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  • de Grey ADNJ. Bioremediation meets biomedicine: therapeutic translation of microbial catabolism to the lysosome. Trends Biotechnol 2002;20(11):452-455. PubMed: 12413818. Categories: LysoSENS

    Bioremediation meets biomedicine: therapeutic translation of microbial catabolism to the lysosome.

    Trends Biotechnol 2002;20(11):452-455.

    Bioremediation meets biomedicine: therapeutic translation of microbial catabolism to the lysosome.

    de Grey ADNJ.

    Abstract

    Abstract:

    Lysosomal degradation of damaged macromolecules is imperfect: many cell types accumulate lysosomal aggregates with age. Some such deposits are known, or are strongly suspected, to cause age-related disorders such as atherosclerosis and neurodegeration. It is possible that they also influence the rate of aging in general. Lysosomal degradation involves extensive cooperation between the participating enzymes: each generates a substrate for others until breakdown of the target material to recyclable units (such as amino acids) is complete. Hence, the age-related accumulation of lysosomal aggregates might be markedly retarded, or even reversed, by introducing just a few bacterial or fungal enzymes -'xenohydrolases' - that can degrade molecules that our natural machinery cannot. This article examines the feasibility and biomedical potential of such lysosomal enhancement as an approach to retarding or treating age-related physiological decline and disease.

  • de Grey ADNJ, Baynes JW, Berd D, Heward CB, Pawelec G, Stock G. Is human aging still mysterious enough to be left only to scientists? BioEssays 2002;24(7):667-676. PubMed: 12111727. Categories: SENS Overviews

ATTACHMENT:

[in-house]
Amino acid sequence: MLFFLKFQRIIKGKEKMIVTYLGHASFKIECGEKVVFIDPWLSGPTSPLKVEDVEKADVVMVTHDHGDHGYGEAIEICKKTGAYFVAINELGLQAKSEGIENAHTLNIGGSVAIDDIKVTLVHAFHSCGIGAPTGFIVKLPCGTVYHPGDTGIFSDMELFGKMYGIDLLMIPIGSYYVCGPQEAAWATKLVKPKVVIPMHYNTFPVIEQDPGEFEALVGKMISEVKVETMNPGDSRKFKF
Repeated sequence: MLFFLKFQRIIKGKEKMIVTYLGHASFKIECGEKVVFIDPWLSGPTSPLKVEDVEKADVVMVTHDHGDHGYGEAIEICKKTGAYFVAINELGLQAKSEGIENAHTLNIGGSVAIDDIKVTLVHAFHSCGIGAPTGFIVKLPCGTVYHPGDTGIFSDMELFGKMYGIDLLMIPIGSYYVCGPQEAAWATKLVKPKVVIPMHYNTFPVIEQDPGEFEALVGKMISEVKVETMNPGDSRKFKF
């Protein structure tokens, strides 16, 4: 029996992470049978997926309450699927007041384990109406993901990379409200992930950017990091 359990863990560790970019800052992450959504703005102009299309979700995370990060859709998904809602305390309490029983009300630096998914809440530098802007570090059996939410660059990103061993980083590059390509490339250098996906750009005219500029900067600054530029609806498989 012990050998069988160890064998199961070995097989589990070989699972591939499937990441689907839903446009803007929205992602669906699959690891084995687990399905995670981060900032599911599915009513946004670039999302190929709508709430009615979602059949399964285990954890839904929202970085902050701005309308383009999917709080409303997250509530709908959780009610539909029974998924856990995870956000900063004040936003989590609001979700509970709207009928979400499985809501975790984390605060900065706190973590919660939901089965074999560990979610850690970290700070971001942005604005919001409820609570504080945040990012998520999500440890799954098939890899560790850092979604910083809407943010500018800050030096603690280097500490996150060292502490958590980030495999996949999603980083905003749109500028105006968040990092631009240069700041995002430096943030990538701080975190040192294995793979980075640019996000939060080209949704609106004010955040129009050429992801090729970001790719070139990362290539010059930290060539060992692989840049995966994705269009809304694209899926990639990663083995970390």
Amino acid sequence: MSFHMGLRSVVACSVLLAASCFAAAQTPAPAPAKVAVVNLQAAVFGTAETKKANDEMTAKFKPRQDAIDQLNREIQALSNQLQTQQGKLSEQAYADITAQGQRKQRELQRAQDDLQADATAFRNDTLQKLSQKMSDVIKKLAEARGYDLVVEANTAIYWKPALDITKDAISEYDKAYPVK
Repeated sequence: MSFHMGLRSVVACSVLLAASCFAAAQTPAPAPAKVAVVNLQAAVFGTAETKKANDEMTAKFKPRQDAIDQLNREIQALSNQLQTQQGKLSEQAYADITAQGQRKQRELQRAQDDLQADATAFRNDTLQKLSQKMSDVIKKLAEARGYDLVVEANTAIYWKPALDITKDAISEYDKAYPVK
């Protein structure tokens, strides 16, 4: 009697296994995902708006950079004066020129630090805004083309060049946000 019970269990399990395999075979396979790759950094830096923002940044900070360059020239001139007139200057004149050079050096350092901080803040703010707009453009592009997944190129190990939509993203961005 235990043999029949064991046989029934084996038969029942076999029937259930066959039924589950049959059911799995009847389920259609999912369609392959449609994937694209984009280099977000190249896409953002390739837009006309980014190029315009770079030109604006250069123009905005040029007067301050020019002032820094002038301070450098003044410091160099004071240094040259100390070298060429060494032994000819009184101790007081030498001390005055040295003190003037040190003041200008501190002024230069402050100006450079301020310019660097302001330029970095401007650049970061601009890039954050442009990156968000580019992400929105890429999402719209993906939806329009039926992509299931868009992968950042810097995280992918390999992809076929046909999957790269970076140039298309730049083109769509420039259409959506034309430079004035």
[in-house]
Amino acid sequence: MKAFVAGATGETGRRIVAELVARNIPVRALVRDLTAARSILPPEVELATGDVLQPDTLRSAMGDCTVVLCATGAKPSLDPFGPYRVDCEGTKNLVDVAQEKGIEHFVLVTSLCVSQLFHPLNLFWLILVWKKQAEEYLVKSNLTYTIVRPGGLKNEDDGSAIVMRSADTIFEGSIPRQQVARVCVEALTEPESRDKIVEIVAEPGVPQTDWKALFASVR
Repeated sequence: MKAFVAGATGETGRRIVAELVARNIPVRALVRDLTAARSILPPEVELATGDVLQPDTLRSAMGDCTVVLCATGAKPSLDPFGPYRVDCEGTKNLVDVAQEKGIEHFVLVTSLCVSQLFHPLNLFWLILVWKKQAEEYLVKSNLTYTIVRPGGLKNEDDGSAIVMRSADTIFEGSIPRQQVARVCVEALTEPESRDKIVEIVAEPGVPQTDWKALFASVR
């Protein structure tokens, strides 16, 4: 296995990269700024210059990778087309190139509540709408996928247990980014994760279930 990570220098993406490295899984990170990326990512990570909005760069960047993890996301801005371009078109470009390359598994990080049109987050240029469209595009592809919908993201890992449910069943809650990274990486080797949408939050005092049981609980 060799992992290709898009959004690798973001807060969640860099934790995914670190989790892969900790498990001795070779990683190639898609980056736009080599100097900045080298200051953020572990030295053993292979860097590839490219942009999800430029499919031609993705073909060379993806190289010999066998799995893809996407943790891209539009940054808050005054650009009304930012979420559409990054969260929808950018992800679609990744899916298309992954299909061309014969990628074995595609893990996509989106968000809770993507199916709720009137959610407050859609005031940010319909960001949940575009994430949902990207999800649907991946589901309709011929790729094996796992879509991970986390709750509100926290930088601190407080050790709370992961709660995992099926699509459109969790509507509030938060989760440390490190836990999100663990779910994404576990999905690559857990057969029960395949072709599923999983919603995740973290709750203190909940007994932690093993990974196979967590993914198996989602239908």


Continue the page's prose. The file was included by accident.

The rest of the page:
Is human aging still mysterious enough to be left only to scientists?

    BioEssays 2002;24(7):667-676.

    Is human aging still mysterious enough to be left only to scientists?

    de Grey ADNJ, Baynes JW, Berd D, Heward CB, Pawelec G, Stock G.

    Abstract

    Abstract:

    The feasibility of reversing human aging within a matter of decades has traditionally been dismissed by all professional biogerontologists, on the grounds that not only is aging still poorly understood, but also many of those aspects that we do understand are not reversible by any current or foreseeable therapeutic regimen. This broad consensus has recently been challenged by the publication, by five respected experimentalists in diverse subfields of biogerontology together with three of the present authors, of an article (Ann NY Acad Sci 959, 452-462) whose conclusion was that all the key components of mammalian aging are indeed amenable to substantial reversal (not merely retardation) in mice, with technology that has a reasonable prospect of being developed within about a decade. Translation of that panel of interventions to humans who are already alive, within a few decades thereafter, was deemed potentially feasible (though it was not claimed to be likely). If the prospect of controlling human aging within the foreseeable future cannot be categorically rejected, then it becomes a matter of personal significance to most people presently alive. Consequently, we suggest that serious public debate on this subject is now warranted, and we survey here several of the biological, social and political issues relating to it.

  • de Grey ADNJ. Mitochondrial gene therapy: an arena for the biomedical use of inteins. Trends Biotechnol 2000;18(9):394-399. PubMed: 10942964. Categories: MitoSENS

    Mitochondrial gene therapy: an arena for the biomedical use of inteins.

    Trends Biotechnol 2000;18(9):394-399.

    Mitochondrial gene therapy: an arena for the biomedical use of inteins.

    de Grey ADNJ.

    Abstract

    Abstract:

    Mitochondrial DNA (mtDNA) mutations underlie many rare diseases and might also contribute to human ageing. Gene therapy is a tempting future possibility for intervening in mitochondriopathies. Expression of the 13 mtDNA-encoded proteins from nuclear transgenes (allotopic expression) might be the most effective gene-therapy strategy. Its only confirmed difficulty is the extreme hydrophobicity of these proteins, which prevents their import into mitochondria from the cytosol. Inteins (self-splicing 'protein introns') might offer a solution to this problem: their insertion into such transgenes could greatly reduce the encoded proteins' hydrophobicity, enabling import, with post-import excision restoring the natural amino acid sequence.

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